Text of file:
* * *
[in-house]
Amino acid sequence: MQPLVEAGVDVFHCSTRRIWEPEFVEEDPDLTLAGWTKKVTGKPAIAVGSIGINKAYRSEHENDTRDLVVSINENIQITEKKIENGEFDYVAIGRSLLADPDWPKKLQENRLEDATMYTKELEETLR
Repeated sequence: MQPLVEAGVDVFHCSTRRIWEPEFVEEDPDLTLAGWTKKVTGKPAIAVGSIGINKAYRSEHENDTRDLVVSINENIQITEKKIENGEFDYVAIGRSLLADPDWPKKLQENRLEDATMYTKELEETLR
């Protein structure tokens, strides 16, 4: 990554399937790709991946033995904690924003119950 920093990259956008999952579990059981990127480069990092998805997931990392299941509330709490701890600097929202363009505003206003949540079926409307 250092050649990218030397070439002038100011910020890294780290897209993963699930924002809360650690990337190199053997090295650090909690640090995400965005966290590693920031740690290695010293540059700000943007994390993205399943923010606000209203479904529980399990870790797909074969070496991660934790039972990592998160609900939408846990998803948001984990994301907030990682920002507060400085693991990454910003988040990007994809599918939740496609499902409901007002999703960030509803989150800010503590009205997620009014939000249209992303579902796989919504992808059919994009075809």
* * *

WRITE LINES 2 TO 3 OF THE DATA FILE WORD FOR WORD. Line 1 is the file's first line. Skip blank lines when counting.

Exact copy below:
Amino acid sequence: MQPLVEAGVDVFHCSTRRIWEPEFVEEDPDLTLAGWTKKVTGKPAIAVGSIGINKAYRSEHENDTRDLVVSINENIQITEKKIENGEFDYVAIGRSLLADPDWPKKLQENRLEDATMYTKELEETLR
Repeated sequence: MQPLVEAGVDVFHCSTRRIWEPEFVEEDPDLTLAGWTKKVTGKPAIAVGSIGINKAYRSEHENDTRDLVVSINENIQITEKKIENGEFDYVAIGRSLLADPDWPKKLQENRLEDATMYTKELEETLR